The dictates springing from the COVID-19 Pandemic have sparked widespread protest in the United States and worldwide. Vaccine mandates are widely criticized as authoritarian. As 9,000 New York City workers stay home in protest on unpaid leave, the country is more divided than ever.
Those in the United Kingdom, Australia, and America have defied vaccine decrees, engaged in protests, and walked off the job. PTA meetings have turned into shouting matches as mask mandates have been hotly contested.
Ivermectin continues to be widely debated, and doctors who prescribe it continue to be vilified by both government and the media. Censorship and propaganda directed at those who favor Ivermectin are at all-time highs, while any scientist who speaks out against the vaccines runs the risk of de-platforming, censure, or loss of license.
Some have accused Big Pharma of having an agenda against repurposed drugs.
Are the countries of the West descending into totalitarianism?
Václav Havel once said, "The idea of human rights and freedoms must be an integral part of any meaningful world order…If it is to be more than just a slogan mocked by half the world, it cannot be expressed in the language of departing era, and it must not be mere froth floating on the subsiding waters of faith in a purely scientific relationship to the world."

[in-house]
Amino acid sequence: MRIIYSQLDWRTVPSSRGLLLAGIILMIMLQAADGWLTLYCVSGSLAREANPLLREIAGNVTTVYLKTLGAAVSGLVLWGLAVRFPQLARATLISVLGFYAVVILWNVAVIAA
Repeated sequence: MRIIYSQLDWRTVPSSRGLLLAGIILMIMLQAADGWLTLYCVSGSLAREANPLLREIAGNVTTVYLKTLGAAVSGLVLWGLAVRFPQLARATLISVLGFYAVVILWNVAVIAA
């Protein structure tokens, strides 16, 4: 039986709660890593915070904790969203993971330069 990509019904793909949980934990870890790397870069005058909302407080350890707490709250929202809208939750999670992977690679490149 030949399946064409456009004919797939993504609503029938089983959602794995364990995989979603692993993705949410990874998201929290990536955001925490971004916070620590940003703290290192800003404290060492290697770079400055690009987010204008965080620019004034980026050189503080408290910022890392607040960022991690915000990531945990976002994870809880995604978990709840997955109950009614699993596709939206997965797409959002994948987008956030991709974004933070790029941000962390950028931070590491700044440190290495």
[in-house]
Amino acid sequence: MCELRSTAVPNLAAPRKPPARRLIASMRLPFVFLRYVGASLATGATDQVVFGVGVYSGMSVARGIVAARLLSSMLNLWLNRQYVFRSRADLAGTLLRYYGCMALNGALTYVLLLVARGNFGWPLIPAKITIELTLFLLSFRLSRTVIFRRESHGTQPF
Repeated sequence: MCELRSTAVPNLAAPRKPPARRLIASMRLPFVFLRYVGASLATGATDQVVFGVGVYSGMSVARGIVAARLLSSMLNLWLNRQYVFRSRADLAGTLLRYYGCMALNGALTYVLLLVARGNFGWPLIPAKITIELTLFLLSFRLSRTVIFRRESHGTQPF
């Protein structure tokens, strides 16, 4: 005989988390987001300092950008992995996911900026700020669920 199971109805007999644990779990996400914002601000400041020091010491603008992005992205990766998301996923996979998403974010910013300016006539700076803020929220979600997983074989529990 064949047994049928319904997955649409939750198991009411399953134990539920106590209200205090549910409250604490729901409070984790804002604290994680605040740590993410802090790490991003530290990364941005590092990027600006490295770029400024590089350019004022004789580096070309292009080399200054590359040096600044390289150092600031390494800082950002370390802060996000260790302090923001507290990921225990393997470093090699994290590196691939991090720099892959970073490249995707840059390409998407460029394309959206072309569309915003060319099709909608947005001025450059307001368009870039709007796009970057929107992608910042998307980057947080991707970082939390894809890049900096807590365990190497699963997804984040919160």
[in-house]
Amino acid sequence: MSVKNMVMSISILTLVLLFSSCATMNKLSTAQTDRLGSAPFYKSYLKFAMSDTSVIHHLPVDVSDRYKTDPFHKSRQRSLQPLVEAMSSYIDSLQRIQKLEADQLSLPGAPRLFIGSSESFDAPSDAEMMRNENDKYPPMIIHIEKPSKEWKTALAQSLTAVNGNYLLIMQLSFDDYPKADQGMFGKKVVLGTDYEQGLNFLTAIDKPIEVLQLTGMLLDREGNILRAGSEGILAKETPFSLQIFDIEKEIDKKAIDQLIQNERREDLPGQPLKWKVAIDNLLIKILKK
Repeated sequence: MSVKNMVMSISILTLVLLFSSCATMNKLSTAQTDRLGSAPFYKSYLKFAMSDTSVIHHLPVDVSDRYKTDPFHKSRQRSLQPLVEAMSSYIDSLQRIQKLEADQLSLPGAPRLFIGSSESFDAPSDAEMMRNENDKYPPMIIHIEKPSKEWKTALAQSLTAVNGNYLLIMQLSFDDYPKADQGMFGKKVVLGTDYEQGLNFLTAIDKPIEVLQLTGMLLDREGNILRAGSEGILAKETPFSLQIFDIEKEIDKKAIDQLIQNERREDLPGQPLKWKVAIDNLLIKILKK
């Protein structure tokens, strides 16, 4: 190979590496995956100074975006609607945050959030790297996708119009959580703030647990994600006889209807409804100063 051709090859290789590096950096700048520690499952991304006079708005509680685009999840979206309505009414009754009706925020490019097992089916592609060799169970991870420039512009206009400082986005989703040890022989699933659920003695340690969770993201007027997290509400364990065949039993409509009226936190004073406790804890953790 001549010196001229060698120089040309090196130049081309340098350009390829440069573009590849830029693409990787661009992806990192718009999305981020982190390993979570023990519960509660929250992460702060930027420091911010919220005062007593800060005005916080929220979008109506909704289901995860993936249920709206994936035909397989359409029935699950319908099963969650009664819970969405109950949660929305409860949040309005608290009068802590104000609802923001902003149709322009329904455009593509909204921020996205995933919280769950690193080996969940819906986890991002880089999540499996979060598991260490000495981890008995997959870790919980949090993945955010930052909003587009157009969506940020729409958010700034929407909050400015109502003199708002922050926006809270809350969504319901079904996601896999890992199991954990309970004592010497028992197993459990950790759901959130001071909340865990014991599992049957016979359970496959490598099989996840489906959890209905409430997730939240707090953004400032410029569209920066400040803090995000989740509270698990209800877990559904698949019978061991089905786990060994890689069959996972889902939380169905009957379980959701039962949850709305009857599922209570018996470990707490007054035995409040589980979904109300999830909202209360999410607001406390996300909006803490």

Havel uttered those words in 1994 while accepting an award in Philadelphia.
Like Aleksandr Solzhenitsyn before him, Havel lived through terror in a totalitarian regime of censorship, propaganda, and the harshest repressions. Yet, after the fall of the Berlin Wall, he served as President of a free Czechoslovakia.
However, with the increasing rise of technology that Havel observed, he also noticed an increase in arrogance, atheism, and an abandonment of ethics, morality, and human rights.
He criticized Western governments as profoundly dehumanizing and alienating.
“The heavy hand of centralized bureaucracy, Havel observed, “makes everyone first powerless, then listless. We have lost sense that there is a way out, lost the will to do anything. The more we know about dangers like global warming, the less we seem able to deal with them. These systems also marginalize community and leave people with a fundamental sense of nonbelonging.”
Both Solzhenitsyn and Havel noticed the failure of "post-modern" society to recognize liberty. Currently, during the COVID-19 Pandemic, even our President, Joe Biden, mocks it when he tells the populace he is losing patience with them, for they have not all submitted to forced vaccination.